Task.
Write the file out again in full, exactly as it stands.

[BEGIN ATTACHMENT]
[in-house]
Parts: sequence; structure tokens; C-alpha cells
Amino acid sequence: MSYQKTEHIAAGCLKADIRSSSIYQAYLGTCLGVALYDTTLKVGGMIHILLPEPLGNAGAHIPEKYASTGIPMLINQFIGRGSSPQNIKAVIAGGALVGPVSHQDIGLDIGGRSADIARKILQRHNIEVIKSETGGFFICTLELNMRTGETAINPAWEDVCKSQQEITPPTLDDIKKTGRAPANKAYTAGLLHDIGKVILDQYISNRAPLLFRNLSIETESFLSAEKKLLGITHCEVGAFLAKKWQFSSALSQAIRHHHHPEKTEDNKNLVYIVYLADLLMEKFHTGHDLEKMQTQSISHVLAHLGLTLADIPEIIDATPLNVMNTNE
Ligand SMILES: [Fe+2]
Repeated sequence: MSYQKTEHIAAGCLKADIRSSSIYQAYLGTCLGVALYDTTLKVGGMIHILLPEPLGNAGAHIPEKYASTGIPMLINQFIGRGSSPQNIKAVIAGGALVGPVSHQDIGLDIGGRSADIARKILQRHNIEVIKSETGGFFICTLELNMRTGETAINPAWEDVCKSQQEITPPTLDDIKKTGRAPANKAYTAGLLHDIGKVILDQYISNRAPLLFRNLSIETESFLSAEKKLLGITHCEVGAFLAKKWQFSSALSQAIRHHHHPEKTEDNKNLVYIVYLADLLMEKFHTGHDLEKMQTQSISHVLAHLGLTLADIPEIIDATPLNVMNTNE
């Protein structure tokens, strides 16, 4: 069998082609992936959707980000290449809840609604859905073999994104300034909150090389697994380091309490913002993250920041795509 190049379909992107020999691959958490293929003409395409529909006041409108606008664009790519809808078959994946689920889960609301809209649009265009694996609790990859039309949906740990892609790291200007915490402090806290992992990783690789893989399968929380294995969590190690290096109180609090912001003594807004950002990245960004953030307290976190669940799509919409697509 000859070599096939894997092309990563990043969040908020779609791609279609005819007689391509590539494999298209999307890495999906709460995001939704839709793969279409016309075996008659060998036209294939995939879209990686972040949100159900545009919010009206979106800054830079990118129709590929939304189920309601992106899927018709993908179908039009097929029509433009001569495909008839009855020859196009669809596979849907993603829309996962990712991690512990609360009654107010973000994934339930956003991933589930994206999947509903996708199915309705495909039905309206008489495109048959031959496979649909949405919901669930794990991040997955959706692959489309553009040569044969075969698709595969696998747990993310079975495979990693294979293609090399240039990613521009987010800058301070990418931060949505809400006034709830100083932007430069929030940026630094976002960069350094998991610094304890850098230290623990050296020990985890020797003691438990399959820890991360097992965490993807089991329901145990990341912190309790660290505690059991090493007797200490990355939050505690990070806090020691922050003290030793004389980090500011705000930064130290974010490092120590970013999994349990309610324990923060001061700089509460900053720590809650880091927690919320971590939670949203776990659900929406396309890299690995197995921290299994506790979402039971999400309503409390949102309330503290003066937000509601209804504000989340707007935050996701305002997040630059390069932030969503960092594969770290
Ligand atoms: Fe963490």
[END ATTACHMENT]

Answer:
[in-house]
Parts: sequence; structure tokens; C-alpha cells
Amino acid sequence: MSYQKTEHIAAGCLKADIRSSSIYQAYLGTCLGVALYDTTLKVGGMIHILLPEPLGNAGAHIPEKYASTGIPMLINQFIGRGSSPQNIKAVIAGGALVGPVSHQDIGLDIGGRSADIARKILQRHNIEVIKSETGGFFICTLELNMRTGETAINPAWEDVCKSQQEITPPTLDDIKKTGRAPANKAYTAGLLHDIGKVILDQYISNRAPLLFRNLSIETESFLSAEKKLLGITHCEVGAFLAKKWQFSSALSQAIRHHHHPEKTEDNKNLVYIVYLADLLMEKFHTGHDLEKMQTQSISHVLAHLGLTLADIPEIIDATPLNVMNTNE
Ligand SMILES: [Fe+2]
Repeated sequence: MSYQKTEHIAAGCLKADIRSSSIYQAYLGTCLGVALYDTTLKVGGMIHILLPEPLGNAGAHIPEKYASTGIPMLINQFIGRGSSPQNIKAVIAGGALVGPVSHQDIGLDIGGRSADIARKILQRHNIEVIKSETGGFFICTLELNMRTGETAINPAWEDVCKSQQEITPPTLDDIKKTGRAPANKAYTAGLLHDIGKVILDQYISNRAPLLFRNLSIETESFLSAEKKLLGITHCEVGAFLAKKWQFSSALSQAIRHHHHPEKTEDNKNLVYIVYLADLLMEKFHTGHDLEKMQTQSISHVLAHLGLTLADIPEIIDATPLNVMNTNE
């Protein structure tokens, strides 16, 4: 069998082609992936959707980000290449809840609604859905073999994104300034909150090389697994380091309490913002993250920041795509 190049379909992107020999691959958490293929003409395409529909006041409108606008664009790519809808078959994946689920889960609301809209649009265009694996609790990859039309949906740990892609790291200007915490402090806290992992990783690789893989399968929380294995969590190690290096109180609090912001003594807004950002990245960004953030307290976190669940799509919409697509 000859070599096939894997092309990563990043969040908020779609791609279609005819007689391509590539494999298209999307890495999906709460995001939704839709793969279409016309075996008659060998036209294939995939879209990686972040949100159900545009919010009206979106800054830079990118129709590929939304189920309601992106899927018709993908179908039009097929029509433009001569495909008839009855020859196009669809596979849907993603829309996962990712991690512990609360009654107010973000994934339930956003991933589930994206999947509903996708199915309705495909039905309206008489495109048959031959496979649909949405919901669930794990991040997955959706692959489309553009040569044969075969698709595969696998747990993310079975495979990693294979293609090399240039990613521009987010800058301070990418931060949505809400006034709830100083932007430069929030940026630094976002960069350094998991610094304890850098230290623990050296020990985890020797003691438990399959820890991360097992965490993807089991329901145990990341912190309790660290505690059991090493007797200490990355939050505690990070806090020691922050003290030793004389980090500011705000930064130290974010490092120590970013999994349990309610324990923060001061700089509460900053720590809650880091927690919320971590939670949203776990659900929406396309890299690995197995921290299994506790979402039971999400309503409390949102309330503290003066937000509601209804504000989340707007935050996701305002997040630059390069932030969503960092594969770290
Ligand atoms: Fe963490």